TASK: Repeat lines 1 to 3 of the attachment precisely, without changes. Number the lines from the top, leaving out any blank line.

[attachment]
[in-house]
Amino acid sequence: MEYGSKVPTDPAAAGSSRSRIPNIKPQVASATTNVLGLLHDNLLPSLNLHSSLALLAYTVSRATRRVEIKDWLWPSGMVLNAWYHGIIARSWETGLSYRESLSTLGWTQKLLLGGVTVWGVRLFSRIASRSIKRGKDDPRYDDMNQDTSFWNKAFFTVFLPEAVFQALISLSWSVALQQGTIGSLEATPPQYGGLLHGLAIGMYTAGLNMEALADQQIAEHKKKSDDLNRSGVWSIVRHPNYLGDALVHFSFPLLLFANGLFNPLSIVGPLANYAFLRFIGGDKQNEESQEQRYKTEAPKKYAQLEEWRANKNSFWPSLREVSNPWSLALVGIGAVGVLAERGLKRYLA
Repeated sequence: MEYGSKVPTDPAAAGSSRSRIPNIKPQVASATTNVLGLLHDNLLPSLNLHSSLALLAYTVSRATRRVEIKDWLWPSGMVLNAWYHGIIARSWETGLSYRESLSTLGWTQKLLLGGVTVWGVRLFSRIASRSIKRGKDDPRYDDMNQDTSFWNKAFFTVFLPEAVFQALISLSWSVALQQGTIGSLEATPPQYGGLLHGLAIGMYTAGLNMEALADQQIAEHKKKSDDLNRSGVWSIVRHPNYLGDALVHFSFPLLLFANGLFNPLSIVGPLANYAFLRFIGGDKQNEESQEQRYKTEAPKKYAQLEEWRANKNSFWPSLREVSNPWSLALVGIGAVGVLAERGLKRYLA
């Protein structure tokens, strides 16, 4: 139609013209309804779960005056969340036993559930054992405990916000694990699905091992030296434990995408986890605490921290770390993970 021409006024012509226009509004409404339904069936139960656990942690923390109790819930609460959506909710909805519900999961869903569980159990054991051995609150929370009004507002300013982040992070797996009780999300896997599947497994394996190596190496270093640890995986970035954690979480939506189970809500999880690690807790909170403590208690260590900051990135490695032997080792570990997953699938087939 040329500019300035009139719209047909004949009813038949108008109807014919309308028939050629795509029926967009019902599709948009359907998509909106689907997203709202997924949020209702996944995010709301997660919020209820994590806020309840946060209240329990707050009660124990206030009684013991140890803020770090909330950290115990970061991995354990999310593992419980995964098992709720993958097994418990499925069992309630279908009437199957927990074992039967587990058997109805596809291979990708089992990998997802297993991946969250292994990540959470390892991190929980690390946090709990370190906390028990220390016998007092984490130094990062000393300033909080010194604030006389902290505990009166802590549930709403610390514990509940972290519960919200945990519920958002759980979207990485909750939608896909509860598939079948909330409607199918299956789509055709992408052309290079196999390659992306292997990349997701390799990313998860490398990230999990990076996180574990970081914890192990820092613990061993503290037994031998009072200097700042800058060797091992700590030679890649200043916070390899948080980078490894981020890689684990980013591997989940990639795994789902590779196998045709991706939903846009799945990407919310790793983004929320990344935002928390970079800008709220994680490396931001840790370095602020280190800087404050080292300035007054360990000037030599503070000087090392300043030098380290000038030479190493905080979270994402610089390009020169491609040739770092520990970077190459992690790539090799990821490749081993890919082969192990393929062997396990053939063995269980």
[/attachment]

[in-house]
Amino acid sequence: MEYGSKVPTDPAAAGSSRSRIPNIKPQVASATTNVLGLLHDNLLPSLNLHSSLALLAYTVSRATRRVEIKDWLWPSGMVLNAWYHGIIARSWETGLSYRESLSTLGWTQKLLLGGVTVWGVRLFSRIASRSIKRGKDDPRYDDMNQDTSFWNKAFFTVFLPEAVFQALISLSWSVALQQGTIGSLEATPPQYGGLLHGLAIGMYTAGLNMEALADQQIAEHKKKSDDLNRSGVWSIVRHPNYLGDALVHFSFPLLLFANGLFNPLSIVGPLANYAFLRFIGGDKQNEESQEQRYKTEAPKKYAQLEEWRANKNSFWPSLREVSNPWSLALVGIGAVGVLAERGLKRYLA
Repeated sequence: MEYGSKVPTDPAAAGSSRSRIPNIKPQVASATTNVLGLLHDNLLPSLNLHSSLALLAYTVSRATRRVEIKDWLWPSGMVLNAWYHGIIARSWETGLSYRESLSTLGWTQKLLLGGVTVWGVRLFSRIASRSIKRGKDDPRYDDMNQDTSFWNKAFFTVFLPEAVFQALISLSWSVALQQGTIGSLEATPPQYGGLLHGLAIGMYTAGLNMEALADQQIAEHKKKSDDLNRSGVWSIVRHPNYLGDALVHFSFPLLLFANGLFNPLSIVGPLANYAFLRFIGGDKQNEESQEQRYKTEAPKKYAQLEEWRANKNSFWPSLREVSNPWSLALVGIGAVGVLAERGLKRYLA